Subnautica: Below Zero Early Access Impressions

GAMEPLAY

Unknown Worlds Entertainment's upcoming sci-fi survival game Subnautica: Below Zero is almost ready for its full release. Available via early access since June 2019, the title started its life as an expansion to the original Subnautica. Over time, it evolved into a fully fledged stand-alone sequel set a year after the events of the original game.

Last big update the game received was delivered in late October last year. It brought the game as close to the finish line as possible, delivering a revised storyline, full voice acting for the cast of new characters, and is as feature complete as it's going to get before the full release. Everything except the ending and accompanying story beats is playable in the latest build, while the full release is set for May 14.

 

Subnautica: Below Zero mostly follows the same formula brought by its critically acclaimed predecessor, while it puts a stronger focus on the story as its guiding tool for the player. In the original game story took the back seat most of the time, the protagonist was a mute blank slate character, while the driving force behind the game's progression was the exploration aspect. The story was there and pretty good to boot, but players had to actively seek it out by exploring.

For Below Zero developers opted for a more direct approach to storytelling. For one, this time the game features a voiced protagonist. In addition, Below Zero comes with bigger cast of voiced characters, some scripted sequences, and even a few cut scenes to further enhance the experience.

 


The player character Robin Ayou

The players assume the role of Robin as she arrives at Planet 4546B searching for her sister. Robin has a developed backstory, clear motivations for venturing into dangerous arctic waters, and is overall a compelling and charming character. Voice acting is good across the board, and the same could be said about the writing. The storyline, while not groundbreaking is more engaging and better paced this time around. You won't spend hours without hitting any story beats like in the original, instead Below Zero keeps a steady pace by introducing a mysterious new character that will keep you company and engage Robin in the dialog throughout the game.

Ultimately the voiced protagonist and dialog used in Below Zero give it a different mood than the original Subnautica. In the original, you truly felt alone and isolated on a dangerous alien planet with survival being your main concern. Since the main character didn't talk, the sense of immersion was rarely if ever broken. That feeling is gone in Below Zero, and whether you like the change or not depends entirely on your preference. It's the age-old debate between mute and voiced protagonists, each with its own set of advantages and drawbacks. Personally, I kinda miss that feeling of complete immersion provided by the original, and see myself revisiting it more often than Below Zero.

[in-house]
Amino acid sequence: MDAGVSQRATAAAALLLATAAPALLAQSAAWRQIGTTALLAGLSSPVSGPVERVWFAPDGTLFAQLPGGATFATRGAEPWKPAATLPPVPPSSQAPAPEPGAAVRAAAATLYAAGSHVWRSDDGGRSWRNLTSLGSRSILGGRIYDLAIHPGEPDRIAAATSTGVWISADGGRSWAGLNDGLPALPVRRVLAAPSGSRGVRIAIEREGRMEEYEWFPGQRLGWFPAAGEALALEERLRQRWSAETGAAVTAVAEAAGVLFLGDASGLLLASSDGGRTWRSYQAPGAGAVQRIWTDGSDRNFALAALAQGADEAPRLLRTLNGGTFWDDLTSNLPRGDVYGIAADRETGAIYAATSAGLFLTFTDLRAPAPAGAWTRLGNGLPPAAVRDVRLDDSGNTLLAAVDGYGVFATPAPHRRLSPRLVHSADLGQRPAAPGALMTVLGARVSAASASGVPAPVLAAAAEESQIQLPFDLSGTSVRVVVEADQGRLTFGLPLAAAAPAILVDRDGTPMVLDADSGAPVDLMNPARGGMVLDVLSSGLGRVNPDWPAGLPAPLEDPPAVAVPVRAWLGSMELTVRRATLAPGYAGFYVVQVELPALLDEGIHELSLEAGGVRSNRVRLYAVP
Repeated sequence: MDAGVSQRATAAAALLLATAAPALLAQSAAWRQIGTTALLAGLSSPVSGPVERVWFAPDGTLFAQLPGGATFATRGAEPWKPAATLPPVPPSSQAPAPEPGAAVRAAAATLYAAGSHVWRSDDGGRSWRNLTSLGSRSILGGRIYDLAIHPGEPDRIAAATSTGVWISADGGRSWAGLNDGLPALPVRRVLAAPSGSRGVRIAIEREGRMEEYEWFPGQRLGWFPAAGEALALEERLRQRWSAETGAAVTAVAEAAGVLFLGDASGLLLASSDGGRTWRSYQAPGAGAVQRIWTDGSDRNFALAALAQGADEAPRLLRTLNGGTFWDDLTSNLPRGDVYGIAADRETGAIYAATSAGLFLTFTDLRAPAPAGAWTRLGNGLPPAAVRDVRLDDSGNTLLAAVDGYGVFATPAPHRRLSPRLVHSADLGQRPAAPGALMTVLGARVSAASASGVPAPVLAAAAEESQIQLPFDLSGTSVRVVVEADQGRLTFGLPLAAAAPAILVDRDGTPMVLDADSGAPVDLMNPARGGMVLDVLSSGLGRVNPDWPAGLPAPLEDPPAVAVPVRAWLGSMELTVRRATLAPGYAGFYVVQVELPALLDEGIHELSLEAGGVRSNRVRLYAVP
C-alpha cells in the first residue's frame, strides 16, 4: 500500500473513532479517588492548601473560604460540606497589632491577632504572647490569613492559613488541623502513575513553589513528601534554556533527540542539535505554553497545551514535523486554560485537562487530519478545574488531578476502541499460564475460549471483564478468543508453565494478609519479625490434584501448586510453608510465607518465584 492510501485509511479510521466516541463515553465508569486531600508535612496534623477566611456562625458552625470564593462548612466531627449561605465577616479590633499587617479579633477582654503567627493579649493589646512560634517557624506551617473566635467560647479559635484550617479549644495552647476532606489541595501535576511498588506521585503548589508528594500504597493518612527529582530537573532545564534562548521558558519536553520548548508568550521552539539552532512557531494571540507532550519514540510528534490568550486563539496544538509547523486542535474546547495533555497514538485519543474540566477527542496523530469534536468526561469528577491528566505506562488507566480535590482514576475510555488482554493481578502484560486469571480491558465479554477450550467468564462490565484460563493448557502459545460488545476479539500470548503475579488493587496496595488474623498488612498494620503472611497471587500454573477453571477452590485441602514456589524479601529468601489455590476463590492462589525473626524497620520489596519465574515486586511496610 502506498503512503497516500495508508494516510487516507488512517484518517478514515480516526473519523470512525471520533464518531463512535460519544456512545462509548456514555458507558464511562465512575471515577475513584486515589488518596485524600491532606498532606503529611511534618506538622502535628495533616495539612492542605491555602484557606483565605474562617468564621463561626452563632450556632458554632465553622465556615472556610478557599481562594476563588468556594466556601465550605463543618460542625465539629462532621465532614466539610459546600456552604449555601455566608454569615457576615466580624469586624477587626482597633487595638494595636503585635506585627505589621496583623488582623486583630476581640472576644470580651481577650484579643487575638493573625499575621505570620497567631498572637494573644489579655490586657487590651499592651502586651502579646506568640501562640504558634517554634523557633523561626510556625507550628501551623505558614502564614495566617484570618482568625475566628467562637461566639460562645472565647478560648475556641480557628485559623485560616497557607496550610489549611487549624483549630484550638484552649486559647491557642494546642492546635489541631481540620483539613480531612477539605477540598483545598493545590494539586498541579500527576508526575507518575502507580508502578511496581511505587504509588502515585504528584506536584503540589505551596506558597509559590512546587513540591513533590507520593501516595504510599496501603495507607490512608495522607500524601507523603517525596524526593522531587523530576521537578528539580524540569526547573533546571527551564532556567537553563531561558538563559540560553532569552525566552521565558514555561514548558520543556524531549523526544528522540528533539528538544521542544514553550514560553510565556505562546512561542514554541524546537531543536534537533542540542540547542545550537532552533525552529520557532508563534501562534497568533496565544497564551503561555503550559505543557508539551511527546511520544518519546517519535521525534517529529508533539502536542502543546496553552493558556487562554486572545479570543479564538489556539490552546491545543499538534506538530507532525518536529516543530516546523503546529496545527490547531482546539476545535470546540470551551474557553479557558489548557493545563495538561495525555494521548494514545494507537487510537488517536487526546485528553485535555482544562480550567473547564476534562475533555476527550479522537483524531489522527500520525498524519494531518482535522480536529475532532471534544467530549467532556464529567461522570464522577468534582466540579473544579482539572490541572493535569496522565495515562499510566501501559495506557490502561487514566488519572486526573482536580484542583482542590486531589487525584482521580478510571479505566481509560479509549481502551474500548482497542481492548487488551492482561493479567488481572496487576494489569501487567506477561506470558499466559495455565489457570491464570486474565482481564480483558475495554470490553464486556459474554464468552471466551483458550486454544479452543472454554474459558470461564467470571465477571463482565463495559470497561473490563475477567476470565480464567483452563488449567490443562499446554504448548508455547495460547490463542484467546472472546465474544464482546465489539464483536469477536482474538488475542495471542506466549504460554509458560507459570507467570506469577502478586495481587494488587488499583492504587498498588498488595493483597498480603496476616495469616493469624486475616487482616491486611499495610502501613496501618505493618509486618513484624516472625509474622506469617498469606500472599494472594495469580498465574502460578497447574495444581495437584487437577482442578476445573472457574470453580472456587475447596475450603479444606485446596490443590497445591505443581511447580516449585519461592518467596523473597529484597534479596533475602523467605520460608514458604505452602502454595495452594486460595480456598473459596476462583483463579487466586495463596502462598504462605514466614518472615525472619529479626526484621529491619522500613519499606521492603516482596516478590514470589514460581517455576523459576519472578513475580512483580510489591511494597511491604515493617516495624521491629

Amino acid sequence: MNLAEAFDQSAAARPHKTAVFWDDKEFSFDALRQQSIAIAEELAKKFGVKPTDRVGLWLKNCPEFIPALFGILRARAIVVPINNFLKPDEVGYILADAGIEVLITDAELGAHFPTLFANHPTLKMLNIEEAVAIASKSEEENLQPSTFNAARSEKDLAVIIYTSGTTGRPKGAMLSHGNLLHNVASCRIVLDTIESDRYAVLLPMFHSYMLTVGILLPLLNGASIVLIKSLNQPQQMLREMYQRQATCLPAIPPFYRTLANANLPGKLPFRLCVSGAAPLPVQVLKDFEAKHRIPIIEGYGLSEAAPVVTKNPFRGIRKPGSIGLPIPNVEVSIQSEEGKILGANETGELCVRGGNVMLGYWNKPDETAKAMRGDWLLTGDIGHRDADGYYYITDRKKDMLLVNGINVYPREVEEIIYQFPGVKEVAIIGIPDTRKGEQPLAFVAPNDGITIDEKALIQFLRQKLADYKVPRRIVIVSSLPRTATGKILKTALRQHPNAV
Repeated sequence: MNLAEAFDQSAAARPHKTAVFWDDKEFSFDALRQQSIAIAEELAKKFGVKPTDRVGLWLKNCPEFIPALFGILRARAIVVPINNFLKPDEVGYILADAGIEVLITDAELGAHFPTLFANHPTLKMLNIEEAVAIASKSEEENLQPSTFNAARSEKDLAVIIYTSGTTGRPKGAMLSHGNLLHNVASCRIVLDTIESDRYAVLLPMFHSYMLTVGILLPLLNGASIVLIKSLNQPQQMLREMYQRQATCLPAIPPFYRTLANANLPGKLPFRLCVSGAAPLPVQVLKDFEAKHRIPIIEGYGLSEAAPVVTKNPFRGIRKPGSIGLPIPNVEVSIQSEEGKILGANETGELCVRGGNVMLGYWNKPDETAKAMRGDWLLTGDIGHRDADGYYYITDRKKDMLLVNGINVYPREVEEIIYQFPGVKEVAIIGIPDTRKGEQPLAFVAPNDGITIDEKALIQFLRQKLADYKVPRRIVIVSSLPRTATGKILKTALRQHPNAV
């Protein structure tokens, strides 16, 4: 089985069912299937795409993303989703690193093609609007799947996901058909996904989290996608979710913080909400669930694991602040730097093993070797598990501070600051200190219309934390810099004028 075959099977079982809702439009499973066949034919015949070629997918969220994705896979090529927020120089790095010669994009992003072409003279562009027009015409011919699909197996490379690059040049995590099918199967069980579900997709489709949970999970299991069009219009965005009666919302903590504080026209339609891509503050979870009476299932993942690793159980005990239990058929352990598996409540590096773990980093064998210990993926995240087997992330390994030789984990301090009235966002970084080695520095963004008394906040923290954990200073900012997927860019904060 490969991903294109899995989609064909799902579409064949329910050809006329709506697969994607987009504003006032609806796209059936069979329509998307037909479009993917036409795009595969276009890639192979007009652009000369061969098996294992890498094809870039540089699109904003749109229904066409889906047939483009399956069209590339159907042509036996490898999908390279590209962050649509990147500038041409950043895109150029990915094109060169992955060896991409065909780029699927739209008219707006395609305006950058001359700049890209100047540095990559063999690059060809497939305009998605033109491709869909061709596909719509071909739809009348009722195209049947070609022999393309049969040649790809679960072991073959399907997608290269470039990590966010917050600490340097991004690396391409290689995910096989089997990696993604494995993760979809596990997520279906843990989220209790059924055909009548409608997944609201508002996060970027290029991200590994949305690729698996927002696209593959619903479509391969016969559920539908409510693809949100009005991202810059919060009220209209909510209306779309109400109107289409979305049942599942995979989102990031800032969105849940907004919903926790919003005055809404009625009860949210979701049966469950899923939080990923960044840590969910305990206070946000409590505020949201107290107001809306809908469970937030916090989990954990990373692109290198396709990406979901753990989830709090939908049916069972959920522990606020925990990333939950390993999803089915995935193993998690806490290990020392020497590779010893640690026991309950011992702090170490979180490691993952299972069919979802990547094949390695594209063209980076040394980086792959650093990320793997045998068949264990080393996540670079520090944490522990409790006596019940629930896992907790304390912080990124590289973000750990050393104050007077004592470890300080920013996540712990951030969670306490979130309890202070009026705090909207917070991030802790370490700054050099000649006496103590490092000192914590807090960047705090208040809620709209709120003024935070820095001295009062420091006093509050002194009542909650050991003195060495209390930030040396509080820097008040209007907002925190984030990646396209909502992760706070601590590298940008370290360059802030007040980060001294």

The oxygen plant will save your life many times in early game before you build your first submarine

On the gameplay side of things Below Zero follows very closely in its predecessor's footsteps. After landing on Planet 4546B Robin's first task is to reach the Drop Pod. Just like in the original, the Drop Pod will be your base of operations early game as you gradually explore its souroundings. From then on the gameplay loop is near identical to the original game's satisfying rythm.Z

You have to explore, avoid being eaten by angry fish, scan flora, fauna, and any tech you encounter to unlock new blueprints that will help you explore ever deeper, and over longer distances. Additionally, just like its predecessor Below Zero can offer you an almost terapeutic experience when exploring some of the frendlier biomes. The combination of a beautifull art style coupled with a stellar soundtrack can set the perfect mood for some relaxing exploration. It can also scare you close to death and fill you with dread as you stare in the black void below, with nothing but terryfying screams of horriffic sea monsters to keep you company.